In an auction, a player may not exactly know his own valuation, nor its distribution. We thus study single-good auctions whose players know their own valuations only within a multiplicative factor (e.g., 10%). The notions of implementation in dominant and undominated strategies are naturally extended to this setting, but their power is vastly different. Namely,
(1) We prove that no dominant-strategy mechanism can guarantee more social welfare than by assigning the good at random; but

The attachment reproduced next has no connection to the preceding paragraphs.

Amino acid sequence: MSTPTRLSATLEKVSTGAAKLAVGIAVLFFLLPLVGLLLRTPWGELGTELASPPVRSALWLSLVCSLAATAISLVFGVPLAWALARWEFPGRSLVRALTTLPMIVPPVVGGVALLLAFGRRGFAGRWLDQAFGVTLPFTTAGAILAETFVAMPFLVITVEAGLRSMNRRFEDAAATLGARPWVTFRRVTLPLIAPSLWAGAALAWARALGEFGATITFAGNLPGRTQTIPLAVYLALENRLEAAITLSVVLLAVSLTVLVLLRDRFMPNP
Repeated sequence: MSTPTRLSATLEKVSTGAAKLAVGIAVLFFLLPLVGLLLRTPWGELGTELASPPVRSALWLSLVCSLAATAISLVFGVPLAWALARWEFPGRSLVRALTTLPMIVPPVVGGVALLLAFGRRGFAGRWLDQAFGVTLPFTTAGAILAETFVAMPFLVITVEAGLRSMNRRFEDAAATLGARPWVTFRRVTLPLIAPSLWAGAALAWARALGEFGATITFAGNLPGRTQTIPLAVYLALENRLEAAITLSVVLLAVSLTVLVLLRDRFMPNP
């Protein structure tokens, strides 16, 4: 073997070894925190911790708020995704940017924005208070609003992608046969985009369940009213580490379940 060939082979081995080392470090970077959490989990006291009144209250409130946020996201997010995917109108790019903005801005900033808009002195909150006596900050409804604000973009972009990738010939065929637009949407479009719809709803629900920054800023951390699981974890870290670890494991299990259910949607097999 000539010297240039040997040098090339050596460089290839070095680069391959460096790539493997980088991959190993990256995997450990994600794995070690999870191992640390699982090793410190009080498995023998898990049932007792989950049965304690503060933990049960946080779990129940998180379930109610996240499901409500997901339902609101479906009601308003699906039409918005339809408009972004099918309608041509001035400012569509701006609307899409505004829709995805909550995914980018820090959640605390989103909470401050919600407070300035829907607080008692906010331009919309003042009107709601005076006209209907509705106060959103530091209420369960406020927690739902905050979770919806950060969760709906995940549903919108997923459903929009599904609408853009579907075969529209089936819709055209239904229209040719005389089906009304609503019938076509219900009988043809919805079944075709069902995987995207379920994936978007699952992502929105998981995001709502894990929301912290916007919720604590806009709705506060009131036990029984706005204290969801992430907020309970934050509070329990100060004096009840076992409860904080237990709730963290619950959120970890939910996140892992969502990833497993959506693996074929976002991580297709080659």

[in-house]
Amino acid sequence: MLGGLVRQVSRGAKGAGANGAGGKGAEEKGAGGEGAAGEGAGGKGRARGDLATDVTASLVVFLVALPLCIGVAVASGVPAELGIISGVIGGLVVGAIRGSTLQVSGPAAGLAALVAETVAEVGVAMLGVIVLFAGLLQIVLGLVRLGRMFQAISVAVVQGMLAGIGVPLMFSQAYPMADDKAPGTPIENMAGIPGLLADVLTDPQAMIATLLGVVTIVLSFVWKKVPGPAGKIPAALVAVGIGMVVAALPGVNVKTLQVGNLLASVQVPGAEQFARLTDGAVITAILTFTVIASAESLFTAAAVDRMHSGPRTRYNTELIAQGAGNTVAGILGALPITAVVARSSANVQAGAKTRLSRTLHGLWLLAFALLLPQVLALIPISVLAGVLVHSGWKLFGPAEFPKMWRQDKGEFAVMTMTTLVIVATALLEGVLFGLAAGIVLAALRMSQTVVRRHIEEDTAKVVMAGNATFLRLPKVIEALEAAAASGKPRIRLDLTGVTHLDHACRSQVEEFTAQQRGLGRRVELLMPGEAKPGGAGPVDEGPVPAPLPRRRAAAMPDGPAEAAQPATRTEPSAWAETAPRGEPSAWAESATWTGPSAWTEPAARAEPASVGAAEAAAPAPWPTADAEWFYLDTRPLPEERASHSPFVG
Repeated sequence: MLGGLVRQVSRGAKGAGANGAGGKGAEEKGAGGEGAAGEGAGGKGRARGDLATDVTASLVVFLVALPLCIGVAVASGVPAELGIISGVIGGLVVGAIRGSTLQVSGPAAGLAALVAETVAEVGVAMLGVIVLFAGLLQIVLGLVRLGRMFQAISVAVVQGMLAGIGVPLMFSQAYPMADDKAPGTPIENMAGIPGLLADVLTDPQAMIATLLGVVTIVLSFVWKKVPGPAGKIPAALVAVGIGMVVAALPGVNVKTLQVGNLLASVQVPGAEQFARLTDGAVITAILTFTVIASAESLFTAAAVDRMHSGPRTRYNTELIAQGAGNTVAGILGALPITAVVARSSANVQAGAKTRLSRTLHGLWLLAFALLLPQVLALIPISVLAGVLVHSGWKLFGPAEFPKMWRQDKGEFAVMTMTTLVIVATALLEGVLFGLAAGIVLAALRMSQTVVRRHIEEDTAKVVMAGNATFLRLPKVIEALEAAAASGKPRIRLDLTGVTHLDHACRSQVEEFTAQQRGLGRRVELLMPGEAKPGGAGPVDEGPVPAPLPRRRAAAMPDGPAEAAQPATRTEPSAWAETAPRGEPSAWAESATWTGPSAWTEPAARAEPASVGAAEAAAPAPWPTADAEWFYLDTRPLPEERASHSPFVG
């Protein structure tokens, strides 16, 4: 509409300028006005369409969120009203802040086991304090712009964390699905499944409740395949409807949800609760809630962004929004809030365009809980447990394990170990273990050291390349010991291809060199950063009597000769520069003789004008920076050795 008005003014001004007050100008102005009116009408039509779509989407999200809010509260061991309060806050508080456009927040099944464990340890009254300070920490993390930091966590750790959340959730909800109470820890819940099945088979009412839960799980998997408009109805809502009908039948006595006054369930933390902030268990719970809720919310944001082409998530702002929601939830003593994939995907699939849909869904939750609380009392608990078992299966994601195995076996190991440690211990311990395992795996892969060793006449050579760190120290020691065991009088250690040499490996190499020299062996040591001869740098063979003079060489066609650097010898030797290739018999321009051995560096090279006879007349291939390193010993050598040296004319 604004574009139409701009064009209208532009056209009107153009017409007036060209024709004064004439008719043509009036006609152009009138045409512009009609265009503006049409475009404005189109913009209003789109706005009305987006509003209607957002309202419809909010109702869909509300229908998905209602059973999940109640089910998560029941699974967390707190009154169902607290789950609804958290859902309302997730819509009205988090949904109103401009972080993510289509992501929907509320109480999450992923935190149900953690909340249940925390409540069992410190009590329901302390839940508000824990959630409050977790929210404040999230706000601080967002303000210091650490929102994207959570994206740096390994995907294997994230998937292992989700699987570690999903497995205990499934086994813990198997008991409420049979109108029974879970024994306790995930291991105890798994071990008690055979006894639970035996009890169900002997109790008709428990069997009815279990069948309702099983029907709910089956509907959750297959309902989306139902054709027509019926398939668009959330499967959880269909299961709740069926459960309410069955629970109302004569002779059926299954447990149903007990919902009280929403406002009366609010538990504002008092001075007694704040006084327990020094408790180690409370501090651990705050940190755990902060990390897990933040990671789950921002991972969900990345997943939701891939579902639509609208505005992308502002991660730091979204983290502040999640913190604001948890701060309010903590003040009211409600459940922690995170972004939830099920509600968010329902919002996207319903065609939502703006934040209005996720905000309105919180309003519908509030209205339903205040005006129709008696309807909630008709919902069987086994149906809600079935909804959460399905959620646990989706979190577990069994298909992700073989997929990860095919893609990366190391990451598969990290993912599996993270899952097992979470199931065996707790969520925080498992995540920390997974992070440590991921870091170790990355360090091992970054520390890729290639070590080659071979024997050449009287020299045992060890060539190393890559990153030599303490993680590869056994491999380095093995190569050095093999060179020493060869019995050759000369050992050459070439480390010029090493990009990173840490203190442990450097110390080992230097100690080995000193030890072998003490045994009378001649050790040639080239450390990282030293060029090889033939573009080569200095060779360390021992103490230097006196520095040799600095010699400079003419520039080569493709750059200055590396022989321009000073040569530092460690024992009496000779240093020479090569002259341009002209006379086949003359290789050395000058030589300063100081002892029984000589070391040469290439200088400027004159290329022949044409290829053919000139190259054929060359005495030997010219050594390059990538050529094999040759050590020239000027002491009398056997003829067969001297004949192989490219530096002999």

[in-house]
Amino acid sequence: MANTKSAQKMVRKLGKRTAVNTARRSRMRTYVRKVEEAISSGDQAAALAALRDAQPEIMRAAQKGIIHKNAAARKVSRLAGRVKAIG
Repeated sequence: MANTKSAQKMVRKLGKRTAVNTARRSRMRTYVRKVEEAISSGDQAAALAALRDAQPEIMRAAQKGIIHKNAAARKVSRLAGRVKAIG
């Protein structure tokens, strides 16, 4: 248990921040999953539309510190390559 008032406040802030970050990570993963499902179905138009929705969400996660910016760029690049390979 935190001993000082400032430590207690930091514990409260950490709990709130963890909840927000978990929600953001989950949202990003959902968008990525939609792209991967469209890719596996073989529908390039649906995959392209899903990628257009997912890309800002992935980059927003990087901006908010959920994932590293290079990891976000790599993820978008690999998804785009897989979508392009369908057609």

(2) We prove a much better performance can be obtained via undominated-strategy mechanisms, and actually provide tight upper and lower bounds for the fraction of the maximum social welfare guaranteable by such mechanisms, whether deterministic or probabilistic.
Join work with Alessandro Chiesa and Zeyuan Zhu